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|Title:||No evidence for altered intracellular calcium-handling in airway smooth muscle cells from human subjects with asthma|
Saunders, Ruth Mary
Challiss, Robert A. J.
Brightling, Christopher E.
|Citation:||BMC Pulmonary Medicine, 2015, 15 : 12|
|Abstract:||Background: Asthma is characterized by airway hyper-responsiveness and variable airflow obstruction, in part as a consequence of hyper-contractile airway smooth muscle, which persists in primary cell culture. One potential mechanism for this hyper-contractility is abnormal intracellular Ca2+ handling. Methods: We sought to compare intracellular Ca2+ handling in airway smooth muscle cells from subjects with asthma compared to non-asthmatic controls by measuring: i) bradykinin-stimulated changes in inositol 1,4,5-trisphosphate (IP3) accumulation and intracellular Ca2+ concentration, ii) sarco/endoplasmic reticulum Ca2+-ATPase (SERCA) expression, iii) mechanisms of cytoplasmic Ca2+ clearance assessed following instantaneous flash photolytic release of Ca2+ into the cytoplasm. Results: We found no differences in airway smooth muscle cell basal intracellular Ca2+ concentrations, bradykinin-stimulated IP3 accumulation or intracellular Ca2+ responses. Quantification of SERCA2 mRNA or protein expression levels revealed no differences in ASM cells obtained from subjects with asthma compared to non-asthmatic controls. We did not identify differences in intracellular calcium kinetics assessed by flash photolysis and calcium uncaging independent of agonist-activation with or without SERCA inhibition. However, we did observe some correlations in subjects with asthma between lung function and the different cellular measurements of intracellular Ca2+ handling, with poorer lung function related to increased rate of recovery following flash photolytic elevation of cytoplasmic Ca2+ concentration. Conclusions: Taken together, the experimental results reported in this study do not demonstrate major fundamental differences in Ca2+ handling between airway smooth muscle cells from non-asthmatic and asthmatic subjects. Therefore, increased contraction of airway smooth muscle cells derived from asthmatic subjects cannot be fully explained by altered Ca2+ homeostasis.|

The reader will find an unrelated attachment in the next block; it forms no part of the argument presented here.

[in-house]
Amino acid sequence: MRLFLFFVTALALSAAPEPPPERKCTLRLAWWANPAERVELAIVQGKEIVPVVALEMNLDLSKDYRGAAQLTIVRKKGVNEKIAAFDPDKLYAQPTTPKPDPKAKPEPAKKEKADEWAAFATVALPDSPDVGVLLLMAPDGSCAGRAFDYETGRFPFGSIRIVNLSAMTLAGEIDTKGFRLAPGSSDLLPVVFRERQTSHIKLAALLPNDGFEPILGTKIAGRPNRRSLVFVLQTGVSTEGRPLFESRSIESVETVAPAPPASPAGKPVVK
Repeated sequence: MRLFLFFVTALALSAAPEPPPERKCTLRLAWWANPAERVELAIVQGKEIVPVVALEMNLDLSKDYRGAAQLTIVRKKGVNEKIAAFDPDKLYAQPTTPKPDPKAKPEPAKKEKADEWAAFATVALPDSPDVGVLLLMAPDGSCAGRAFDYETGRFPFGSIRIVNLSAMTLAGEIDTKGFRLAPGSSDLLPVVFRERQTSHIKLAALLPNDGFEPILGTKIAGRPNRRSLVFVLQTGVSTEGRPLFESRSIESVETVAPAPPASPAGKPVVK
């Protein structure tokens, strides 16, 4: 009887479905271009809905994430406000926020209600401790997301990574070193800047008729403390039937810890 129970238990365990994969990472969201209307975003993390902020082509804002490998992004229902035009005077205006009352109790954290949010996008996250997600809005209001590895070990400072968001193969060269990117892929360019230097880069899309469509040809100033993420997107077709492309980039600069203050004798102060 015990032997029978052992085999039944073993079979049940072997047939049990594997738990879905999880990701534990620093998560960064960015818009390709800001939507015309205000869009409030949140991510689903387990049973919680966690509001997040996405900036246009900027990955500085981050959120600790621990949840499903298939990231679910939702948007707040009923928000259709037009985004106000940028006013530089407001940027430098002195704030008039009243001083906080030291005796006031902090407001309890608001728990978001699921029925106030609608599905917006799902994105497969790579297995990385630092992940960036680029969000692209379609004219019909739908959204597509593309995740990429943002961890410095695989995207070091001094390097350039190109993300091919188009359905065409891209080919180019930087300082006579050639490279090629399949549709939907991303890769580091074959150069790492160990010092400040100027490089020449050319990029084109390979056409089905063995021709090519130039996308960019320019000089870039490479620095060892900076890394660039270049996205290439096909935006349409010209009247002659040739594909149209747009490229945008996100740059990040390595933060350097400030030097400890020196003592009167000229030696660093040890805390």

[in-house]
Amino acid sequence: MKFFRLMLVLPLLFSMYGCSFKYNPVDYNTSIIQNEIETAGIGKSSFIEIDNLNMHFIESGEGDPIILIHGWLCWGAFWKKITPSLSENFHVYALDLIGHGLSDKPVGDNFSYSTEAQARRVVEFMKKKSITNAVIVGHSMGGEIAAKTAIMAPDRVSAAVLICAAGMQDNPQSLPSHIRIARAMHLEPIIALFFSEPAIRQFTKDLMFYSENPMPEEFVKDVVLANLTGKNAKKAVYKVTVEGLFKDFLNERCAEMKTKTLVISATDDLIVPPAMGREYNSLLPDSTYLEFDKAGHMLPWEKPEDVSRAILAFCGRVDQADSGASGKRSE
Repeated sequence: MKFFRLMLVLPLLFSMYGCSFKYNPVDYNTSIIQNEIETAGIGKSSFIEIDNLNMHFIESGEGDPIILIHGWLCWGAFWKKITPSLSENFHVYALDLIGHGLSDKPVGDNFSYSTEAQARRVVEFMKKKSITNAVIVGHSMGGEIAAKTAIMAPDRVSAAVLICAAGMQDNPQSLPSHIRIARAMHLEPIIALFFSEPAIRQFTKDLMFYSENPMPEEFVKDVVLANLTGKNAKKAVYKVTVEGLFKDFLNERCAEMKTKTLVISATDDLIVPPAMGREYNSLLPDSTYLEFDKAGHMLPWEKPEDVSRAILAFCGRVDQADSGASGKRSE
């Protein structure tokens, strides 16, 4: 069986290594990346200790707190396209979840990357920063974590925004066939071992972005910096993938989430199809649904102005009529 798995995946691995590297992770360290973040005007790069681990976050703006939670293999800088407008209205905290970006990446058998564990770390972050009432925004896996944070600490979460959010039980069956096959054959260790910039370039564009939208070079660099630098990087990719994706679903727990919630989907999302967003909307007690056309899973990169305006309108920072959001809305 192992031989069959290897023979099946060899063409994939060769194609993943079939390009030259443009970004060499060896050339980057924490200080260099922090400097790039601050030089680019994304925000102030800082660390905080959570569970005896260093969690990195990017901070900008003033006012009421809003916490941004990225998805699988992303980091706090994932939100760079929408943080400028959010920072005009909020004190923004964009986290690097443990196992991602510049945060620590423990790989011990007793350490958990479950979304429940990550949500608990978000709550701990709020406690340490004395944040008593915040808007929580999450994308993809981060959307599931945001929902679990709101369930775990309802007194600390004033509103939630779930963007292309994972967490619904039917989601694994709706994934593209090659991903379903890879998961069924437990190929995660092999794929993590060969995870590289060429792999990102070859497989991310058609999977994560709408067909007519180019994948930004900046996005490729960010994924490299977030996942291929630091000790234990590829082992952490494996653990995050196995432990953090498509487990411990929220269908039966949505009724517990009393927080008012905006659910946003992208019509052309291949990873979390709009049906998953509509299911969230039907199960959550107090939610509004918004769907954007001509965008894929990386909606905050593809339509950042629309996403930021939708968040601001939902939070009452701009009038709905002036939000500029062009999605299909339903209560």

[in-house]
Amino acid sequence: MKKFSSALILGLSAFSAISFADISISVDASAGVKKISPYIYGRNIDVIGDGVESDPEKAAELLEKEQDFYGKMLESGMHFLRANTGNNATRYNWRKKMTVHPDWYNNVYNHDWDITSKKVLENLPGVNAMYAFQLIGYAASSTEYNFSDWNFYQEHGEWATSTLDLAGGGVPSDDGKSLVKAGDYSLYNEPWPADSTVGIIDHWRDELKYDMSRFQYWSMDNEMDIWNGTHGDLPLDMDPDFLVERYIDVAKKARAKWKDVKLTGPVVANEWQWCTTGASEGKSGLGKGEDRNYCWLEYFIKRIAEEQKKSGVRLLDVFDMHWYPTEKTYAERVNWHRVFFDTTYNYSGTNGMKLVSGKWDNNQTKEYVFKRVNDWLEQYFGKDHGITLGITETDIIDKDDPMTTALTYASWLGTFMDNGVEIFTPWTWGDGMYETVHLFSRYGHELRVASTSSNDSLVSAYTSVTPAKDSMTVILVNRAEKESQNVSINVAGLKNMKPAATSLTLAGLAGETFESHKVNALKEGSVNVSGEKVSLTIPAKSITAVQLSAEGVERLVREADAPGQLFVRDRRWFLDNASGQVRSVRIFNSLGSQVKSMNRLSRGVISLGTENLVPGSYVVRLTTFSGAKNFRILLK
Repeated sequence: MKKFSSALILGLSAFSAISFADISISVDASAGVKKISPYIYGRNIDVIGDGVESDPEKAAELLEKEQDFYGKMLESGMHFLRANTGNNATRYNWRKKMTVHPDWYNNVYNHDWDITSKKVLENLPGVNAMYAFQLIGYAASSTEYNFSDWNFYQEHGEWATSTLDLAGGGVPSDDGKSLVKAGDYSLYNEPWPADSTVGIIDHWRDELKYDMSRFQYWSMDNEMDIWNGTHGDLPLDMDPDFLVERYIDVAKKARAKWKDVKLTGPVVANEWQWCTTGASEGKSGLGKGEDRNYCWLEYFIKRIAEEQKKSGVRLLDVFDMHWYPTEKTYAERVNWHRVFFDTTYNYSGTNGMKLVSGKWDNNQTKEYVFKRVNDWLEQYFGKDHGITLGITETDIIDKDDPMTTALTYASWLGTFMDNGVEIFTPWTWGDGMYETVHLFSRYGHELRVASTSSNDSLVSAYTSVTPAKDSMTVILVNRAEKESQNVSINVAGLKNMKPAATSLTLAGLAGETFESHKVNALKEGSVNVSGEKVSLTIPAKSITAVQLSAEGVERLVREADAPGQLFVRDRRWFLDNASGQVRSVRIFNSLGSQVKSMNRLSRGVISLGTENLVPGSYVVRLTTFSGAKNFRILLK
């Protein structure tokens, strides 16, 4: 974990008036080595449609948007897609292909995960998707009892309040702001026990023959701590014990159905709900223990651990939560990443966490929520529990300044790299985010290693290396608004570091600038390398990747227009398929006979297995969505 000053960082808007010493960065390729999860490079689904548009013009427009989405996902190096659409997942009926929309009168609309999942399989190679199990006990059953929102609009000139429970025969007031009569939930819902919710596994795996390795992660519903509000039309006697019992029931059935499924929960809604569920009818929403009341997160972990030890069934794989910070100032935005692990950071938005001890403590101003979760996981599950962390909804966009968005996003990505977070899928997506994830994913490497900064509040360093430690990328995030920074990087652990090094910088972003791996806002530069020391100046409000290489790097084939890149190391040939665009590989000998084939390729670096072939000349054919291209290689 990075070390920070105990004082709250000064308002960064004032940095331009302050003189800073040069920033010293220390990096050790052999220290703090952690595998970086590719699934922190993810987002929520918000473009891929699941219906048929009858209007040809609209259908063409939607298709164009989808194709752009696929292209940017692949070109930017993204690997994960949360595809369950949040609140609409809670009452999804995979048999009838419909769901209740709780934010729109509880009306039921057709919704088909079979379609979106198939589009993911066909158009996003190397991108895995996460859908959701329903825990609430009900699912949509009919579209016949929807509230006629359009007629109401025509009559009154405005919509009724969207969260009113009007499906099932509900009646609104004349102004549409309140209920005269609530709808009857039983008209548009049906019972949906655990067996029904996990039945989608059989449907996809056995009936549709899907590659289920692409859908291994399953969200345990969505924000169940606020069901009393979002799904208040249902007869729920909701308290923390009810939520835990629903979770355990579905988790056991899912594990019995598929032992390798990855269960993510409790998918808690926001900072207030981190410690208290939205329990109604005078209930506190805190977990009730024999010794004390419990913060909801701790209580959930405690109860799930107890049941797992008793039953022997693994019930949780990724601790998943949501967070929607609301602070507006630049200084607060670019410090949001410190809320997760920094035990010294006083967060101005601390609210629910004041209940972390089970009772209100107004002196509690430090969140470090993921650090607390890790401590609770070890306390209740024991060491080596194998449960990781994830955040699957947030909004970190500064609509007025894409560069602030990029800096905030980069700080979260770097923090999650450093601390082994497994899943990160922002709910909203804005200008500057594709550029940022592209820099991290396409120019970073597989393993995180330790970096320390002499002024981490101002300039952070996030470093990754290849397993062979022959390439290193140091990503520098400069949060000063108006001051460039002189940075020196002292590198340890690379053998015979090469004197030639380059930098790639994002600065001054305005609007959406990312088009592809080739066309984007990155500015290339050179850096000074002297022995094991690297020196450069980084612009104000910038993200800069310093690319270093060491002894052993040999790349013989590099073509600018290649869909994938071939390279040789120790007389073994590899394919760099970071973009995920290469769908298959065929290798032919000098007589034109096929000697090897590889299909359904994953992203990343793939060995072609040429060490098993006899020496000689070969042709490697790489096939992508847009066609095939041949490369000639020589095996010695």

|Rights:||Copyright © Sweeney et al.; licensee BioMed Central. 2015 This is an Open Access article distributed under the terms of the Creative Commons Attribution License (http://creativecommons.org/licenses/by/4.0), which permits unrestricted use, distribution, and reproduction in any medium, provided the original work is properly credited. The Creative Commons Public Domain Dedication waiver (http://creativecommons.org/publicdomain/zero/1.0/) applies to the data made available in this article, unless otherwise stated.|
|Appears in Collections:||Published Articles, Dept. of Infection, Immunity and Inflammation|
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